In 1663, the writer John Aubrey was showing Charles II the Avebury henge, when his Majesty “..cast his eye on Silbury-hill about a mile off; which they had the curiosity to see.”
He was told that, according to local tradition, King Sil, was buried there on horseback, and that ”..the hill was raysed while a posset of milke was seething.”
In the way of all good traditions, the story King Sil grew over the centuries and the posset or bowl of milk somehow became a golden horse.
The history of the many archaeological excavations at Silbury is an interesting story in its own right, and we will turn to it shortly, including the work done by English Heritage between 2007 and 8 which has been particularly insightful and has overthrown many previous theories and speculations.
But first a little about the hill itself.
The mound was built in three main stages between around 2450 and 2400 BC, meaning it was probably built at the same time Stonehenge and Durrington Walls just a few miles away. Silbury Hill is 41m high (130ft) and has a base circumference of 494m (1630ft). It was contemporary with Egypt’s pyramids (141m).
Silbury is unique only in scale, there are two similar but smaller mounds nearby, one of which – SilBaby – is just a few fields away, the other is in the grounds of Marlborough College and was believed to be considerably younger until very recently.
Now, let us return to the excavation history.
The Drax shaft, 1776
In 1776 the Duke of Northumberland asked Colonel Drax to tunnel into the mound. He brought in tin miners from Cornwall and sank a vertical shaft in the hope of finding the burial chamber, the golden horse and various unnamed treasures. All they found was a thin slip of oak. And they even burnt one end of it with a wax taper and discovered it was wood and not the whalebone they thought. Later excavations found that because the hill is not precisely circular, he missed the centre anyway!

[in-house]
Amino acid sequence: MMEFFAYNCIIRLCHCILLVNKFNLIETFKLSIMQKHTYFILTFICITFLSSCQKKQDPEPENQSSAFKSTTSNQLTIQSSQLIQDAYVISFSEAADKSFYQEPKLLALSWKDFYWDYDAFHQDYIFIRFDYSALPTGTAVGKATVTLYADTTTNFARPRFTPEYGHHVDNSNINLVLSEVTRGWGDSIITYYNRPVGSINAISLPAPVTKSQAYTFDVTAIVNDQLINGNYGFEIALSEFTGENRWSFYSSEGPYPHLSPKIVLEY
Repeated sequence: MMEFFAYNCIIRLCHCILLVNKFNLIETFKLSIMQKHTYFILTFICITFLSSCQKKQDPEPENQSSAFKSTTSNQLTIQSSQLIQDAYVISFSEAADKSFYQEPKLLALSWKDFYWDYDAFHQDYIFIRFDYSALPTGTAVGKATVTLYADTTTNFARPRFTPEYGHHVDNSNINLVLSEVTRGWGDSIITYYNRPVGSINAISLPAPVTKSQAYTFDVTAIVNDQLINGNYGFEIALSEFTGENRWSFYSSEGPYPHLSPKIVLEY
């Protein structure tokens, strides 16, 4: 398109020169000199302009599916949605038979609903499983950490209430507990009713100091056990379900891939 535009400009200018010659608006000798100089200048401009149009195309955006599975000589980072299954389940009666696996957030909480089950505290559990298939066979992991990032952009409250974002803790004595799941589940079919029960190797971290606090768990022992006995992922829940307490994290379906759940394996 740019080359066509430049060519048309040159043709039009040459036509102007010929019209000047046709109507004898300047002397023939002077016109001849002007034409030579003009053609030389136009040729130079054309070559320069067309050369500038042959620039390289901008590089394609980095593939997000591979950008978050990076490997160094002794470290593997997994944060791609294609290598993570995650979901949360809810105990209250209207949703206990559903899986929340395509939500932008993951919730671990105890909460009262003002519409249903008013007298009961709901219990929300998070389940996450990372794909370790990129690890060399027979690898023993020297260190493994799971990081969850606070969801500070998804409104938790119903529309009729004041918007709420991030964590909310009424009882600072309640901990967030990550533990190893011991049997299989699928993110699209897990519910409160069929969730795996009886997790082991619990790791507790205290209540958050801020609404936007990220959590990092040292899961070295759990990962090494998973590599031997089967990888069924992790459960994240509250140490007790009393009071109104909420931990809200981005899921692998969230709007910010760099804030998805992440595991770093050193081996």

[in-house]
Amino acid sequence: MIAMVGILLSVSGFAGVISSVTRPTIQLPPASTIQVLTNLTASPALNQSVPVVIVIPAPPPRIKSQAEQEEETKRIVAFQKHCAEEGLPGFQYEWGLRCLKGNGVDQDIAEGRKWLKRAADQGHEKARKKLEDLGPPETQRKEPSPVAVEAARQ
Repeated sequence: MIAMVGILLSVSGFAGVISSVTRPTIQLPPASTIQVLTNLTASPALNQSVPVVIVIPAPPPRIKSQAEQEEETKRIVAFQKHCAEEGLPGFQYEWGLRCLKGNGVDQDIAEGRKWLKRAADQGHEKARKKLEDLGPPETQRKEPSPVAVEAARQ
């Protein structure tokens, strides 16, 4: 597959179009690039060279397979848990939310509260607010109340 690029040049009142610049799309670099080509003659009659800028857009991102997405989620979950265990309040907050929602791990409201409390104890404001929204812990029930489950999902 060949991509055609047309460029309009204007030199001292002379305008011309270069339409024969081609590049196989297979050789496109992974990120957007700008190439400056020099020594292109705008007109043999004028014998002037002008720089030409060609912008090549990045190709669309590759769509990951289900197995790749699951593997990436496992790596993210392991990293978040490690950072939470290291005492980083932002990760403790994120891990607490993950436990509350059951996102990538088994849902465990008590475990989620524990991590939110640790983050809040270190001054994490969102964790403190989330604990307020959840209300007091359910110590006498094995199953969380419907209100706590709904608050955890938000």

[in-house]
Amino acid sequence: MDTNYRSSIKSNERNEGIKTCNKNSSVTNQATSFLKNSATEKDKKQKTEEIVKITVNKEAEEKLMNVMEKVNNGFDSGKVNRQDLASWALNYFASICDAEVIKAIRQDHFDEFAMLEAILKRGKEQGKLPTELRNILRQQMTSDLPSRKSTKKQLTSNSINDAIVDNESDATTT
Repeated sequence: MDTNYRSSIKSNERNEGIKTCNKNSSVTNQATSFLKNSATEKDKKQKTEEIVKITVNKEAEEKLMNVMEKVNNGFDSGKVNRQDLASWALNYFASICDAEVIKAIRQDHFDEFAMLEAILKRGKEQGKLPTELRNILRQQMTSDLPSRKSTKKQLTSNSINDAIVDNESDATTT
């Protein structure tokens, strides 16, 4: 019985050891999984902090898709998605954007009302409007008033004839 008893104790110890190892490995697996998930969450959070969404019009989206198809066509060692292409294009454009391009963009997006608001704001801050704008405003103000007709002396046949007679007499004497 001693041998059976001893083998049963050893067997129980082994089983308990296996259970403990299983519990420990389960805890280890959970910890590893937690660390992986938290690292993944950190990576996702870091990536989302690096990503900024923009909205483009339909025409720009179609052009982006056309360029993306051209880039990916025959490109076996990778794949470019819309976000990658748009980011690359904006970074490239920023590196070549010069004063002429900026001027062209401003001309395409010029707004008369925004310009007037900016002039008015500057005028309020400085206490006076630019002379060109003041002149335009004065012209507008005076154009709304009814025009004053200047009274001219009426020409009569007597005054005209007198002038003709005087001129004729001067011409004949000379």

The Merewether tunnels, 1849
Much had been learnt about tunnelling techniques by the time John Merewether, Dean of Hereford, employed navvies and drove a 300ft horizontal tunnel from the south-western edge to the centre of the mound. The excavation was arranged with the support of the Archaeological Institute, which requested that men dug “night and day” so that completion could co-inside with their Salisbury meeting. The tunnel was to be six and a half feet high and three feet wide – for the sound archaeological reason that it enabled the visitors to walk in without removing their top hats! Digging the last few feet was paused so that the Institute members would be there at the very moment of discovery.
Sadly nothing was discovered, no golden treasure, no grave goods, just a traceable line from the original turf. To be fair a hollow-sounding place had been detected in the roof of the tunnel, but after extra excavation the sound disappeared and was never heard again.
Undeterred, the Dean ordered side passages to be dug near the centre, and in one of these they found …….. the in-filling of the base of Northumberland’s shaft! His pattern of tunnels was continued until it came to resemble, in plan, the shape of an elaborate pastoral staff.
Flinders Petrie excavates, 1922
Professor Flinders Petrie’s work on the pyramids made him look for an entrance into the burial chamber on the mound’s surface, probably via a sloping tunnel. He first looked at the south-eastern, and then at the southern perimeter of the mound but found no entrance and reasoned that if there was one the excavation, would prove to be too expensive to ever uncover it. He felt that if such a passage existed it would be in the style of the local long barrows with sarson stones used for the walls and ceiling.
Dr McKim’s survey, 1959
Dr McKim carried out a resistivity survey of the hill as this would reveal if there was a passage entrance. He found a single well-defined irregularity. And indeed it was the entrance to a tunnel – the metal door covering Dean Merewether’s tunnel to be precise.